From hope to rage: Modi's emerging poll narrative
Modi's refusal to budge despite criticism from the Opposition since Pulwama shows that he believes his core constituency will back him, come what may.
As the 2019 general elections are coming close, the mood of the nation has begun to change. The opposition had begun to consolidate itself around the slogans of `Save Democracy, Save the Nation’. In this, they were claiming that an unabated attack on various institutions was underway; that there was a witch-hunt against all those who differed with the government.
The current regime continues to attempt to collapse the meanings of government, nation, and religion, meaning Hinduism, and equate all of them with the idea and image of Narendra Modi. Any critique of Modi is either `anti-national`, or `anti-Hindu`, and those differing with or critiquing him can be branded anything from ‘anti-national’ to pro-Pakistan. They can even be painted as terrorists and `urban naxals`.
Sushil Pundit of Hive Communication – who has worked as a media strategist for the BJP in the past – said on a TV show that we need to take care of Pakistan on the other side of the border and a `Pakistan` that is inside our own borders. After the recent events in Kashmir the narrative has become shriller, equating anyone who might differ with the current government as someone who supports Pakistan. Elections, at least for the BJP-RSS, will now be fought on this issue and in this mood. In 2014, it was about `sab ka saath sab ka vikas`, `acche din` and `New India`, signaling hope.
The 2019 election is about rage.
The narrative has shifted from hope to rage. What does this tell us?
Does this say that the BJP and Modi have conceded that they cannot win the elections on the record of what they have achieved in the last five years? Or does it tell us something more? While the opposition was gathering momentum, it was not clear if people had given up on Modi`s leadership.
The electorate seems to have reached an ambiguous position of continuing to trust Modi`s intention but beginning to doubt his competence. They began to doubt his ability to lead a team and deliver, especially on the economic front, given the persistent agrarian crisis, jobless growth, and growing economic inequalities.
Many still do not doubt his intention- `saaf niyat, sahi vikas`. The electorate is unhappy but not angry with Modi. There is still an innate trust on him as an individual. This is, perhaps, unprecedented and even the Gandhi family did not ever enjoy this kind of `deep` belief. What explains this?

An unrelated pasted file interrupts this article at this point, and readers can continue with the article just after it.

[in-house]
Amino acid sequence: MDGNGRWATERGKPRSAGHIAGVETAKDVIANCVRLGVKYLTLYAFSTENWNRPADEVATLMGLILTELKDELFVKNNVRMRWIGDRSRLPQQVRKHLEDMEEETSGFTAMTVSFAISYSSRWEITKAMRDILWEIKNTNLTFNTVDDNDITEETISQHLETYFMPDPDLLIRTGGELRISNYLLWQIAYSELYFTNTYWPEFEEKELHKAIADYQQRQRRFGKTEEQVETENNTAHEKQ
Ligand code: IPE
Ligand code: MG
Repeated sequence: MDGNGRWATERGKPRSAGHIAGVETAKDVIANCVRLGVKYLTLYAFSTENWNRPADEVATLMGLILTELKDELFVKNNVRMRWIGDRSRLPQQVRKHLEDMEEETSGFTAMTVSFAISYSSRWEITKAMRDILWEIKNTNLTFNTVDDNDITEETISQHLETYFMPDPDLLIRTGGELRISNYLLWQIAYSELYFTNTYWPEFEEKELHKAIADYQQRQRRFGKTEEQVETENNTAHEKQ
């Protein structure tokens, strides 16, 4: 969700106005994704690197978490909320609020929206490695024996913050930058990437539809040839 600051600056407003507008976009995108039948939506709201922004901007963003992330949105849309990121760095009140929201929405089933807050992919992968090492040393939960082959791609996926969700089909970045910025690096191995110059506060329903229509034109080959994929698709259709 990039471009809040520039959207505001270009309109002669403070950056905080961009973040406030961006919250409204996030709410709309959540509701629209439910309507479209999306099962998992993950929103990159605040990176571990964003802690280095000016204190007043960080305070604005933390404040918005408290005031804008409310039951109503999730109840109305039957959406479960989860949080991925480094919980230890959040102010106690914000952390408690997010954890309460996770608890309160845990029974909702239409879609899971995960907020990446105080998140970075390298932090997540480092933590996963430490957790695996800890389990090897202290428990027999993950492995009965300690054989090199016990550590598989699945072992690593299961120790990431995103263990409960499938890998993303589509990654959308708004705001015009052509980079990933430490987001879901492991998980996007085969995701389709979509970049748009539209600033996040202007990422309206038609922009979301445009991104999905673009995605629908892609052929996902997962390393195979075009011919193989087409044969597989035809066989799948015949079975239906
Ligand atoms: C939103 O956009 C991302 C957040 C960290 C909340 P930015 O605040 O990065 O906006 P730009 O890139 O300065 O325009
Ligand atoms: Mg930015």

Is this a result of the Hindu rhetoric? Does this trust emanate from a belief that Modi does what he promises to do -- especially after Gujarat 2002? Modi is repeating somewhat similar optics in his recent speeches, with references to `pilot project`, and claims that he is as enraged as the rest are after the recent attacks in Pulwama.
Does the element of trust have something to do with the helplessness and hopelessness created by aggressive neoliberal reforms leading to a faceless growth, without a sense of belonging? Or does it have to do with self-censorship, a climate of intimidation, where people tend to trust and follow him because the costs of doing otherwise are far higher? While this trust was used for generating a hope in 2014, it is being put to use to manufacture rage this time around. Is this rage a sign of Modi`s own anxiety or is he articulating the anxieties of the majority?
The opposition is struggling to come to terms with the capacity a leader possesses once he has gained the trust of his constituency. The opposition`s narrative is limited by the fact that overdoing the critique can actually consolidate the Hindu majority more solidly behind Modi.
Modi is keenly aware of how deep his credibility is, at least within his core constituency. His recent moves like continuing with a photo-shoot while the news of the terrorist attack broke; addressing a tele-conference with BJP workers even as the rage had not died down; or participating in a sports-related event in Vigyan Bhavan even as the opposition was raising a hue and cry about his nonchalant attitude suggest that he believes his supporters will back him, come what may.
Modi did not budge amid criticism. He knew that the optics were a brazen demonstration of the trust and credibility he enjoys. He could afford to look indifferent because it makes him look more authentic. It will at best keep the people guessing but not doubt his intention. Will those who began to grow unhappy but did not doubt his intention now come back the way they did in 2014? While hope always has larger catchment than rage, will rage go beyond the core constituency of the BJP-RSS? These are the questions that will be answered in the results of 2019.
(Ajay Gudavarthy teaches Political Science at JNU, New Delhi. He has authored the book 'India after Modi: Populism and the Right' (Bloomsbury, Delhi, 2019)